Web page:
upholding Blue Sky Law designed "to prevent fraud in the sale and disposition of stocks, bonds or other securities sold or offered for sale within the state"Summary of this case from A.S. Goldmen & Co. v. New Jersey Bureau of Securities
Argued October 16, 17, 1916. Decided January 22, 1917.
The South Dakota "Blue Sky Law," Laws of 1915, c. 275, is the same in principle as the laws of Ohio and Michigan involved in Hall v. Geiger-Jones Co., ante, 539, and Merrick v. Halsey Co., post, 568, and is sustained over constitutional objections, for the reasons assigned in those cases, as applied to a Colorado corporation seeking to raise capital by sales of its own shares, and to individuals dealing in such shares. When a statute regulating complainant's business is alleged to be unconstitutional and its effect, if the business be continued in disregard of it, will be to visit him with repeated criminal prosecutions involving heavy fines and imprisonment, the remedy at law is not adequate. A suit to enjoin state officials from instituting criminal proceedings in enforcement of such a statute is not a suit against the State. Reversed. For decree below sec 230 F. 236, note.
Mr. Clarence C. Caldwell, Attorney General of the State of South Dakota, with whom Mr. Byron S. Payne, Assistant Attorney General of the State of South Dakota, was on the brief, for appellants.
Mr. George J. Danforth, with whom Mr. Hugh S. Gamble, Mr. Frank McLaughlin and Mr. Edward E. Wagner were on the brief, for appellees:
The act denies to the appellees due process of law, in violation of the Fourteenth Amendment and the South Dakota constitution, § 2, Article 6.
A complete analysis of its provisions shows that this is not a law to prevent fraud in the sale of stocks and bonds. It is a law designed for the sole purpose of regulating the control of the sale of stocks and bonds to a point of absolute prohibition. The stocks and bonds that are sold under the permit given by the commission are no more protected against the fraud and deceit of the agent in selling them than are those that are sold without a permit. The law is purely an attempt to regulate profit and loss and to try to guarantee the citizens of South Dakota against a possible mistake in judgment. It is simply an effort to prevent the citizens of this State from entering into a legitimate enterprise for gain, if they so desire, and to guard their pocketbooks. The law does not provide any penalty for fraud, but simply contains a prohibition against and provides a penalty for tendering for sale an article of commerce, however honestly it may be tendered. Herein lies the vice of the statute, and herein does it differ from all laws regulating commercial transactions, which have been upheld by the court under the guise of police regulations.
The State Securities Commission is not merely an administrative board vested with certain discretionary powers, but is rather a court before which evidence must be taken, examined and weighed, and with authority greater than was ever conferred upon any judicial tribunal in this country.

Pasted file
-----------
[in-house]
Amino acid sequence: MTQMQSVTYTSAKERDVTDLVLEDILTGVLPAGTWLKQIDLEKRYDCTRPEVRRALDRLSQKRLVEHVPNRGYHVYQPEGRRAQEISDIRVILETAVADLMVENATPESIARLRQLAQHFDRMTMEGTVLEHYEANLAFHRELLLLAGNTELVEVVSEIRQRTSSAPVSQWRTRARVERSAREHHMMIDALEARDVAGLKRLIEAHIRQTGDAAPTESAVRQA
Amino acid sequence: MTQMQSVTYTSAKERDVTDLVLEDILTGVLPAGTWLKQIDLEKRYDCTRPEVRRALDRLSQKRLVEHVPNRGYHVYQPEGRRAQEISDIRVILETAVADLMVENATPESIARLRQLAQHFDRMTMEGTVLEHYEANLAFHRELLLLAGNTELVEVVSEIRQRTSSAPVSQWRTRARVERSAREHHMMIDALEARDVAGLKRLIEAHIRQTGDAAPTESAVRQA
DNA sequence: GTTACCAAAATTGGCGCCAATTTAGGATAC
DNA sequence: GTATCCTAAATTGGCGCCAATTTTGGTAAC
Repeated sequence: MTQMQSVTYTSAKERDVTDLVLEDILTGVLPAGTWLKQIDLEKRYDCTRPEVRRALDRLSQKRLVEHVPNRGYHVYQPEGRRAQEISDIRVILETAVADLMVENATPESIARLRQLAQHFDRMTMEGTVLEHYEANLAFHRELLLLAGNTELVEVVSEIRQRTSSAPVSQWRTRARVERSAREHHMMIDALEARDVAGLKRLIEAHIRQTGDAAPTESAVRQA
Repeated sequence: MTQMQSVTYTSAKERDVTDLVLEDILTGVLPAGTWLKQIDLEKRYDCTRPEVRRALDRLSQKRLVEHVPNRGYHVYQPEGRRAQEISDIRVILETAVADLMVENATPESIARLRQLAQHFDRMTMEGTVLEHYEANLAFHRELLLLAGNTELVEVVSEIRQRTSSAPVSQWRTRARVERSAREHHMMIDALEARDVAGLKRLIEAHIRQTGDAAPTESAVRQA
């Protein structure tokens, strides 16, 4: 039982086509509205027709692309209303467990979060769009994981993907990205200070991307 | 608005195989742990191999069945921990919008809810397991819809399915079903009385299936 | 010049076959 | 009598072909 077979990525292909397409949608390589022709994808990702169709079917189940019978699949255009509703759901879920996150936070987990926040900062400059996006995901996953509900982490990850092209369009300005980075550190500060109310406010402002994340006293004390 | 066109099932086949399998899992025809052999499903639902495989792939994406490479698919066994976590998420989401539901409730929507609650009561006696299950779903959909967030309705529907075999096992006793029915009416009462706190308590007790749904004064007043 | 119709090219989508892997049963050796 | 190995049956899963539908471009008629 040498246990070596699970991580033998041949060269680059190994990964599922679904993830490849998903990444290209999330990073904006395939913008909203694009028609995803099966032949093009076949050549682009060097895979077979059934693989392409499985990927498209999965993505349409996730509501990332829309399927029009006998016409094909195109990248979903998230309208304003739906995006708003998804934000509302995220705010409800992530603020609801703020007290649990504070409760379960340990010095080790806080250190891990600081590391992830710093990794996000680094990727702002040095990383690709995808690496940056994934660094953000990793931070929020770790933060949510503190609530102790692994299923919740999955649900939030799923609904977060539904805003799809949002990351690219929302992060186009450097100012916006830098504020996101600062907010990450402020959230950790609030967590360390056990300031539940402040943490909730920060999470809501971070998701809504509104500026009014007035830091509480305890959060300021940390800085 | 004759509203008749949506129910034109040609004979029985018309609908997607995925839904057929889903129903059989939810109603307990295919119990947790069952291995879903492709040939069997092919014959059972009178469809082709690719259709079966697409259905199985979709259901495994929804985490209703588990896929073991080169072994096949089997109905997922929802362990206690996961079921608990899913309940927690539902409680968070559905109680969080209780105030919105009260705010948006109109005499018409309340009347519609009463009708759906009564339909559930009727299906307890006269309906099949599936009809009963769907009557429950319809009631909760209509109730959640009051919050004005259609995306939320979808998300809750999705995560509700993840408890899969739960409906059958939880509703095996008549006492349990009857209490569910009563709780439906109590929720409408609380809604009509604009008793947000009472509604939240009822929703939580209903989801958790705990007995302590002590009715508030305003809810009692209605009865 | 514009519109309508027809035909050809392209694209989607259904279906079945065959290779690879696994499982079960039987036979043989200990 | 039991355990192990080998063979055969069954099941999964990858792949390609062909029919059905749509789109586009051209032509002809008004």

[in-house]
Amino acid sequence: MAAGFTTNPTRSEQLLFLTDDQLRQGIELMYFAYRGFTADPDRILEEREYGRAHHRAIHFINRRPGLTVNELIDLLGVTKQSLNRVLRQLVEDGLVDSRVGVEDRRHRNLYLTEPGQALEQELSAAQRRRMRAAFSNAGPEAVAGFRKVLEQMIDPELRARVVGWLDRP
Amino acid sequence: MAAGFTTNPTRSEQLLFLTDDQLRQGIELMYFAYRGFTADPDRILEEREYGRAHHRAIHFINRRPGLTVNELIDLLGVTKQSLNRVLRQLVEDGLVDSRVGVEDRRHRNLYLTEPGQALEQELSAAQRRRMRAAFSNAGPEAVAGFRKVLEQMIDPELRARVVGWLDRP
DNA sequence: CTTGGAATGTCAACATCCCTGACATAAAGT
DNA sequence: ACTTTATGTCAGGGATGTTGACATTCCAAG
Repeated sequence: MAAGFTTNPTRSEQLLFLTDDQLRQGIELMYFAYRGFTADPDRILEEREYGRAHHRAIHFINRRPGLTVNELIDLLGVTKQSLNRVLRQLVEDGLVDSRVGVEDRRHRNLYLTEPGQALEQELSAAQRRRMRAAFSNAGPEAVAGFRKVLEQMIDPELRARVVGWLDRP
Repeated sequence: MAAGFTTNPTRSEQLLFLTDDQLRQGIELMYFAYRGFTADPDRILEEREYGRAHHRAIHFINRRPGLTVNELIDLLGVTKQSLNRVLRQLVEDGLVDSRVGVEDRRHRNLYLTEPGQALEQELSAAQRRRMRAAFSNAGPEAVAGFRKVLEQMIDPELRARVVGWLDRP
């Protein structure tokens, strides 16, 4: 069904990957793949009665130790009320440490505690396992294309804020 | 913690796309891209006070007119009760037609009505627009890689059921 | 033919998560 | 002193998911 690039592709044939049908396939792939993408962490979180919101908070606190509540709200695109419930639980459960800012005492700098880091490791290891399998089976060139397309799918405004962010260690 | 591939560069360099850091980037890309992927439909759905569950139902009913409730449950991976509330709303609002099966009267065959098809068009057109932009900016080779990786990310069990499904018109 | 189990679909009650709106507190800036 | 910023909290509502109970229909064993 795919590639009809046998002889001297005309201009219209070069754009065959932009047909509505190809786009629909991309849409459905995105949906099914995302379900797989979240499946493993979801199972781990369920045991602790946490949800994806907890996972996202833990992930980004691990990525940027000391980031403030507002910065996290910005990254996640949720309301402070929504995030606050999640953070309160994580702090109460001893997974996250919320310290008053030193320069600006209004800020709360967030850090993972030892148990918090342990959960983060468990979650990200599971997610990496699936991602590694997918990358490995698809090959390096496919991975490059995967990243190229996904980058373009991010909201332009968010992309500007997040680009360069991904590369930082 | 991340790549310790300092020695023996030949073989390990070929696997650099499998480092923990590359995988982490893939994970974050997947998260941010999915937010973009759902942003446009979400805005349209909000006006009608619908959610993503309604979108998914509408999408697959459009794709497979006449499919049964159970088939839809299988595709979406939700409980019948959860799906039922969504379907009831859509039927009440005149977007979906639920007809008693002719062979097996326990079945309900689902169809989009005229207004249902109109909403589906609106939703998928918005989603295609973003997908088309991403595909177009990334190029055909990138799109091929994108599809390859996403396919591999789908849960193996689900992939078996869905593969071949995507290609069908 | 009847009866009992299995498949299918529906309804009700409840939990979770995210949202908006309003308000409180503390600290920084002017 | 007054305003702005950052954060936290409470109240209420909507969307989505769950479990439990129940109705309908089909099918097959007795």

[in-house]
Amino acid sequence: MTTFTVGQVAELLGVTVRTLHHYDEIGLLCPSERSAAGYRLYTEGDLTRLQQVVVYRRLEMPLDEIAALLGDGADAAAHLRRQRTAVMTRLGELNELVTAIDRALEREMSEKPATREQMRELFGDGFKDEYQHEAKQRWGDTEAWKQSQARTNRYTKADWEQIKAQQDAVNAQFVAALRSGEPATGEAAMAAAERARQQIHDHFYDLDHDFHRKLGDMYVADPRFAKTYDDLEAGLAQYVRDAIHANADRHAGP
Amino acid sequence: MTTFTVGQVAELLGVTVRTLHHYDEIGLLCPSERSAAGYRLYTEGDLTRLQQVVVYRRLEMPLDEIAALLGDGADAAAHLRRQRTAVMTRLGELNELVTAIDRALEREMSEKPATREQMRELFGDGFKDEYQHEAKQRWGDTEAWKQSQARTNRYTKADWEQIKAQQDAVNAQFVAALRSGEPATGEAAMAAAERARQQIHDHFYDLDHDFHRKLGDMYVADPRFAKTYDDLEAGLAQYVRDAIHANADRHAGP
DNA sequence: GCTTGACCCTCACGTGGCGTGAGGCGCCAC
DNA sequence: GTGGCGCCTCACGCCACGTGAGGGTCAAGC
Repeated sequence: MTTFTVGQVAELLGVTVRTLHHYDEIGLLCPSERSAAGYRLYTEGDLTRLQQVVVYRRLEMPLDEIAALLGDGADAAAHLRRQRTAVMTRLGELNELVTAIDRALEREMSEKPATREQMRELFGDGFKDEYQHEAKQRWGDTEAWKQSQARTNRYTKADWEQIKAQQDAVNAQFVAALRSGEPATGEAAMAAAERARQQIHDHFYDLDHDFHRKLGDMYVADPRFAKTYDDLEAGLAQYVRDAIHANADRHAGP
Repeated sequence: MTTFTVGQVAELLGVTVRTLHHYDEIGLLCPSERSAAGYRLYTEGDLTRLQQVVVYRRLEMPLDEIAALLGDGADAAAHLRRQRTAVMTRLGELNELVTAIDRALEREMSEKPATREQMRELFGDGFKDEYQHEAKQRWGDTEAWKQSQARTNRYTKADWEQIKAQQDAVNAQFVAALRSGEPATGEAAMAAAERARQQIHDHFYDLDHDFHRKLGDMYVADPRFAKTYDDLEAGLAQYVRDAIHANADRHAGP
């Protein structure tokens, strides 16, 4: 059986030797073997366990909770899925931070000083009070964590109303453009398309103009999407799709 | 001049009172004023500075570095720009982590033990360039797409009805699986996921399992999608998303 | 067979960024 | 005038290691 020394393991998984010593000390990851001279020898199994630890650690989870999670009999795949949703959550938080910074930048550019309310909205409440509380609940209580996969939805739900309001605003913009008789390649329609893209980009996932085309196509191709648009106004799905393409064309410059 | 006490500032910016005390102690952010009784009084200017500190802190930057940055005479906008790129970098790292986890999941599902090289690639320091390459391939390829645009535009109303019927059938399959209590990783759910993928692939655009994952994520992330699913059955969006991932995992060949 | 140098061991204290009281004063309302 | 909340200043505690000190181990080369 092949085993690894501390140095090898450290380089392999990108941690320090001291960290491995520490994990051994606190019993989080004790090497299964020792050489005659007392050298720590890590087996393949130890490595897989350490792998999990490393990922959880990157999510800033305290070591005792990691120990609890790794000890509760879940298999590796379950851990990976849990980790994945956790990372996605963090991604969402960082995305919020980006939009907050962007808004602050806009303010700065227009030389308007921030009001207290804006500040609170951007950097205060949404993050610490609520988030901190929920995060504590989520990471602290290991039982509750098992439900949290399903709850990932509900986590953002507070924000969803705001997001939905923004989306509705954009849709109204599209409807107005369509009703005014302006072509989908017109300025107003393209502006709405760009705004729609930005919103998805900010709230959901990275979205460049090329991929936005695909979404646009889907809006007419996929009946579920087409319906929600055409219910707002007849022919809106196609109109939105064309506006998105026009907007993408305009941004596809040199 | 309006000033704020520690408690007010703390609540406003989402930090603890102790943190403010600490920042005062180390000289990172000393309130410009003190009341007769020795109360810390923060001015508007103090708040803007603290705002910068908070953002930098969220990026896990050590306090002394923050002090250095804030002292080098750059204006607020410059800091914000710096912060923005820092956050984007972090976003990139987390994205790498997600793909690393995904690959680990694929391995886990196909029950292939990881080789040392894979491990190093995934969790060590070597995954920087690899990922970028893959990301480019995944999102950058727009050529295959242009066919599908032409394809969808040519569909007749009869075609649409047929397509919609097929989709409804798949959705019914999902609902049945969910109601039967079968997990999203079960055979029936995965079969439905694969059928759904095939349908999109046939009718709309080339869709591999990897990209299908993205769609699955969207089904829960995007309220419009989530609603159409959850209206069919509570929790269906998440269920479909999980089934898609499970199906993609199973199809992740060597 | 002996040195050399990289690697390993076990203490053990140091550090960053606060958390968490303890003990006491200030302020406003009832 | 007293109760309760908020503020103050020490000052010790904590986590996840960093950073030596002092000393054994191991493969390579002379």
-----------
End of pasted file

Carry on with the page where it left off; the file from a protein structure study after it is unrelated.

The very right to make a contract is taken away from the individual unless the individual or corporation or association receives the stamp of approval of the commission upon the contract.
For a century or more the business of trading in horses has been recognized as a line of business in which fraud was frequently practiced. There would be just as much sense in having the State Securities Commission put its stamp of approval upon every horse trade as there would be to have it set up its judgment against the skilled investor, simply because an occasional person has lost his money by reason of a stock transaction. Ex parte Hawley, 22 S.D. 23.
The statute denies to the appellees the equal protection of the law. It exempts state and national banks and loan associations and certain other classes.
The act attempts to delegate both legislative and judicial power to the State Securities Commission, and is not an inspection law. Phoenix Insurance Co. v. Perkins, 101 N.W. 1110; Sioux Falls v. Kirby, 6 S.D. 62; Hewitt v. Board of Medical Examiners, 84 P. 39; Mathews v. Murphy, 63 S.W. 785.
In the case at bar, the law distinctly provides that all that is necessary for the Securities Commission to find is that in its opinion the sale of stocks, bonds, etc., might work fraud upon the purchaser. A pure and absolute discretionary power is given to the commission. First, as to the granting of the permit, and, Second, as to the revocation of the permit after it is granted. There is no standard fixed to guide the commission in granting the permit, nor is there any standard prescribed as the reason for the revocation of the permit.
Mr. George Cosson, Attorney General of the State of Iowa, and Mr. Walter C. Owen, Attorney General of the State of Wisconsin, by leave of court, filed a brief as amici curiae on behalf of the National Association of Attorneys General of the United States.